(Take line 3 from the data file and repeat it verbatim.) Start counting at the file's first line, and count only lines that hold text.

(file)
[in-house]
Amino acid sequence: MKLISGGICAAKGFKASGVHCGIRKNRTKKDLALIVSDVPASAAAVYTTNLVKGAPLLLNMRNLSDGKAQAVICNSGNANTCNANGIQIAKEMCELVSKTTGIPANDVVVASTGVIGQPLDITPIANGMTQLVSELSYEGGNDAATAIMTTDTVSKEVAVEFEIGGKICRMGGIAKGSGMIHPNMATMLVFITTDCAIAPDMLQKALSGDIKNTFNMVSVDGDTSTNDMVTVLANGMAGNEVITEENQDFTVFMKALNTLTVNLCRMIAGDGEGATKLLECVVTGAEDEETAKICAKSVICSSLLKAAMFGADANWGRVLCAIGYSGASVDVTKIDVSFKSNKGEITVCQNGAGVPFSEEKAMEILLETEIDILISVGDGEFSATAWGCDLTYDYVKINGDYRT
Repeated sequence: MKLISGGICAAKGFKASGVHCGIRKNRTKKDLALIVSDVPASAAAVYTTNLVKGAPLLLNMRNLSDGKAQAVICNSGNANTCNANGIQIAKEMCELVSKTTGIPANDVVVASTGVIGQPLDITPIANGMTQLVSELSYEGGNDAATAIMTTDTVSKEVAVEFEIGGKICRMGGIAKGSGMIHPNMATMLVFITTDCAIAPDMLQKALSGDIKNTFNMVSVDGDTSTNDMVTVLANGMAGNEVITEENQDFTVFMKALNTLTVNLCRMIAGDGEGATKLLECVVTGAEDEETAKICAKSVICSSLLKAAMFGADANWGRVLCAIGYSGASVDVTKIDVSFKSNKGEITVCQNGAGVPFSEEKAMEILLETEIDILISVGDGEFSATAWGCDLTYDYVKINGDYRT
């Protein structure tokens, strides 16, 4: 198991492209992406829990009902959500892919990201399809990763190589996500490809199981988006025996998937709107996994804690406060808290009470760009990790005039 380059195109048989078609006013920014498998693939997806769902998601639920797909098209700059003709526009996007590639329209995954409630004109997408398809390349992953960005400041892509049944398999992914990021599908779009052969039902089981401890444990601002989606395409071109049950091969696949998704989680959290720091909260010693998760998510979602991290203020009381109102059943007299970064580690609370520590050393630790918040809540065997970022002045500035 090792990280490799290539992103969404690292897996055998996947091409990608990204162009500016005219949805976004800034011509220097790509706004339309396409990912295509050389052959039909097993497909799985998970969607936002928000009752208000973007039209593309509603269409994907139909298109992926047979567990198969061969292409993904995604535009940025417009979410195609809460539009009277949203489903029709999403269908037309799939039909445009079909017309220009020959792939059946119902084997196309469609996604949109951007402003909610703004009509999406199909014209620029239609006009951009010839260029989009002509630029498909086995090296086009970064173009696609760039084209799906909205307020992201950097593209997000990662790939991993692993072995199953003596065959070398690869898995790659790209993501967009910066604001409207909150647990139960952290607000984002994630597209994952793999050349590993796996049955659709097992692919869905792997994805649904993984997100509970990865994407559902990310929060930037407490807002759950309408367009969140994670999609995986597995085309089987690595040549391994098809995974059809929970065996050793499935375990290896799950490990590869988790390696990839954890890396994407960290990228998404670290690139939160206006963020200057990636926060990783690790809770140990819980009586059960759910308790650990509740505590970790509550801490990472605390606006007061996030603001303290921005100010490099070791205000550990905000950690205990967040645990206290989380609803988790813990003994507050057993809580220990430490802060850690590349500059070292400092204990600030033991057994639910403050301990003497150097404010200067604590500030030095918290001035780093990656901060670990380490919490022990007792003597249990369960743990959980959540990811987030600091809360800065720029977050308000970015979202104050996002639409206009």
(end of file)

Repeated sequence: MKLISGGICAAKGFKASGVHCGIRKNRTKKDLALIVSDVPASAAAVYTTNLVKGAPLLLNMRNLSDGKAQAVICNSGNANTCNANGIQIAKEMCELVSKTTGIPANDVVVASTGVIGQPLDITPIANGMTQLVSELSYEGGNDAATAIMTTDTVSKEVAVEFEIGGKICRMGGIAKGSGMIHPNMATMLVFITTDCAIAPDMLQKALSGDIKNTFNMVSVDGDTSTNDMVTVLANGMAGNEVITEENQDFTVFMKALNTLTVNLCRMIAGDGEGATKLLECVVTGAEDEETAKICAKSVICSSLLKAAMFGADANWGRVLCAIGYSGASVDVTKIDVSFKSNKGEITVCQNGAGVPFSEEKAMEILLETEIDILISVGDGEFSATAWGCDLTYDYVKINGDYRT